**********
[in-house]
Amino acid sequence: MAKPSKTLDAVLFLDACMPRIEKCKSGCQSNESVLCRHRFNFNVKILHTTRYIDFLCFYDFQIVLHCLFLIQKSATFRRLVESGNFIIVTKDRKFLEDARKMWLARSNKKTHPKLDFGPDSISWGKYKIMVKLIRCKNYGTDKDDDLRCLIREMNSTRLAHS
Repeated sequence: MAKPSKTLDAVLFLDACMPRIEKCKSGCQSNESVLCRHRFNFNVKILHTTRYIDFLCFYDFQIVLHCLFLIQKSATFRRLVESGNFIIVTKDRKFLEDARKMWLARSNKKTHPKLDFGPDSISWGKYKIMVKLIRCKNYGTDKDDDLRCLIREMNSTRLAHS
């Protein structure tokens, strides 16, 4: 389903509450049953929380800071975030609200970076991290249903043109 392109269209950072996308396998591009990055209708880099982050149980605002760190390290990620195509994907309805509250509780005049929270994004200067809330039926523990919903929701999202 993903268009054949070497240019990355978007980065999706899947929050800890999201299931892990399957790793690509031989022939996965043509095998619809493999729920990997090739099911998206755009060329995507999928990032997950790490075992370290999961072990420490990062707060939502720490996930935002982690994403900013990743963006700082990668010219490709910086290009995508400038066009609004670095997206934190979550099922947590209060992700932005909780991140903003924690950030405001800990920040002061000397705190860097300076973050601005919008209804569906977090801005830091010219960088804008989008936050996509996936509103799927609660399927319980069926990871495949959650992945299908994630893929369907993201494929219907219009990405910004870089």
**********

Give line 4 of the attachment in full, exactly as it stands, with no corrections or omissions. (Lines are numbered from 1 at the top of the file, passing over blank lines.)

């Protein structure tokens, strides 16, 4: 389903509450049953929380800071975030609200970076991290249903043109 392109269209950072996308396998591009990055209708880099982050149980605002760190390290990620195509994907309805509250509780005049929270994004200067809330039926523990919903929701999202 993903268009054949070497240019990355978007980065999706899947929050800890999201299931892990399957790793690509031989022939996965043509095998619809493999729920990997090739099911998206755009060329995507999928990032997950790490075992370290999961072990420490990062707060939502720490996930935002982690994403900013990743963006700082990668010219490709910086290009995508400038066009609004670095997206934190979550099922947590209060992700932005909780991140903003924690950030405001800990920040002061000397705190860097300076973050601005919008209804569906977090801005830091010219960088804008989008936050996509996936509103799927609660399927319980069926990871495949959650992945299908994630893929369907993201494929219907219009990405910004870089």